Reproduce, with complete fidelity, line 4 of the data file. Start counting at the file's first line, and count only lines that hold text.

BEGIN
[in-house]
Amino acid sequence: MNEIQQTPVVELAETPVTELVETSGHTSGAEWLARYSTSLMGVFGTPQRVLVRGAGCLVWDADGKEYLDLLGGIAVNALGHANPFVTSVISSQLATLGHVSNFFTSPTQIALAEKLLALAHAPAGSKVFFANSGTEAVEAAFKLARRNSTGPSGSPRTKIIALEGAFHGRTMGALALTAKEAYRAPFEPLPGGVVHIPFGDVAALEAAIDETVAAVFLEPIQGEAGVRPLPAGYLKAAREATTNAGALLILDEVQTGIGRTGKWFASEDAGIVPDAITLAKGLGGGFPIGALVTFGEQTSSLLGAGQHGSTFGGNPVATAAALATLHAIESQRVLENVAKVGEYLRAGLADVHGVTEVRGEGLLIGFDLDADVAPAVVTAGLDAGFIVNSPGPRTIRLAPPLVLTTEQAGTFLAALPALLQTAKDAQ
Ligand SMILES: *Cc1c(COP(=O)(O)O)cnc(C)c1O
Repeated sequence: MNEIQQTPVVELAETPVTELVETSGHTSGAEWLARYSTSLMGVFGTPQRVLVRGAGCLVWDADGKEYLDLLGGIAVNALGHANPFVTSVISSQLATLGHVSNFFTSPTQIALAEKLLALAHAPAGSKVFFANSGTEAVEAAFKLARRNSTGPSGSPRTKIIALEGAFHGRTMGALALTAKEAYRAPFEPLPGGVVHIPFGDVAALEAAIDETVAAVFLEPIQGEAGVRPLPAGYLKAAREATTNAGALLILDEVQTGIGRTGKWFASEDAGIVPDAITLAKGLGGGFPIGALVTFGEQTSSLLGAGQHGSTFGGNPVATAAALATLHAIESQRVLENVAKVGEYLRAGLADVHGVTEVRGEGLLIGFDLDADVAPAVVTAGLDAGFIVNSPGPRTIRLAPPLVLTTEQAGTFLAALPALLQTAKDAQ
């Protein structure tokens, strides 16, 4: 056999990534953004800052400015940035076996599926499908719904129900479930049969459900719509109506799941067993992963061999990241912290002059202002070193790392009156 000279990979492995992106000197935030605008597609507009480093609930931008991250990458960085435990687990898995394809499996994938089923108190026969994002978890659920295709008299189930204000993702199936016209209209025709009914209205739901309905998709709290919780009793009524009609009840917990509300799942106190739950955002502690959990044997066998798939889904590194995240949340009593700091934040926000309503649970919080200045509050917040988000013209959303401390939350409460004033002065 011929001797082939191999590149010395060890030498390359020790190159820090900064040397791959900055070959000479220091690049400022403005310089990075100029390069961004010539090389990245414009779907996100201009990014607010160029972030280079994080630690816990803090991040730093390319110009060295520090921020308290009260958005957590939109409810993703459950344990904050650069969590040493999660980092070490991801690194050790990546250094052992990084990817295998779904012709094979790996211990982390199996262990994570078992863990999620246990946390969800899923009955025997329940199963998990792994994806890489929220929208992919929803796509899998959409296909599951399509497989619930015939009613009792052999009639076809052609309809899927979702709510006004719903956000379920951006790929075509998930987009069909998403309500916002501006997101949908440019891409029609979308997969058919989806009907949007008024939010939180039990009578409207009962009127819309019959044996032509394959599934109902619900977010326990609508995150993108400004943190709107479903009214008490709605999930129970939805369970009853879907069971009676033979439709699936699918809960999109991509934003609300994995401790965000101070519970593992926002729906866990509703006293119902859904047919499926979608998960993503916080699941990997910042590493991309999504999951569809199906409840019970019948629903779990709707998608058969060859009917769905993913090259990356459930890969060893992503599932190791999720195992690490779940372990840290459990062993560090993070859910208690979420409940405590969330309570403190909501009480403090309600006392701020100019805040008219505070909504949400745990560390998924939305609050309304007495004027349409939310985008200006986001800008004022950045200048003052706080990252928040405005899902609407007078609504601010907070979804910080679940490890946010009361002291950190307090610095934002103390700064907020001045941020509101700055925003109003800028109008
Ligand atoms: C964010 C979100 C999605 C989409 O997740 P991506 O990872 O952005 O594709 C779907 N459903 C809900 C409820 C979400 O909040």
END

Repeated sequence: MNEIQQTPVVELAETPVTELVETSGHTSGAEWLARYSTSLMGVFGTPQRVLVRGAGCLVWDADGKEYLDLLGGIAVNALGHANPFVTSVISSQLATLGHVSNFFTSPTQIALAEKLLALAHAPAGSKVFFANSGTEAVEAAFKLARRNSTGPSGSPRTKIIALEGAFHGRTMGALALTAKEAYRAPFEPLPGGVVHIPFGDVAALEAAIDETVAAVFLEPIQGEAGVRPLPAGYLKAAREATTNAGALLILDEVQTGIGRTGKWFASEDAGIVPDAITLAKGLGGGFPIGALVTFGEQTSSLLGAGQHGSTFGGNPVATAAALATLHAIESQRVLENVAKVGEYLRAGLADVHGVTEVRGEGLLIGFDLDADVAPAVVTAGLDAGFIVNSPGPRTIRLAPPLVLTTEQAGTFLAALPALLQTAKDAQ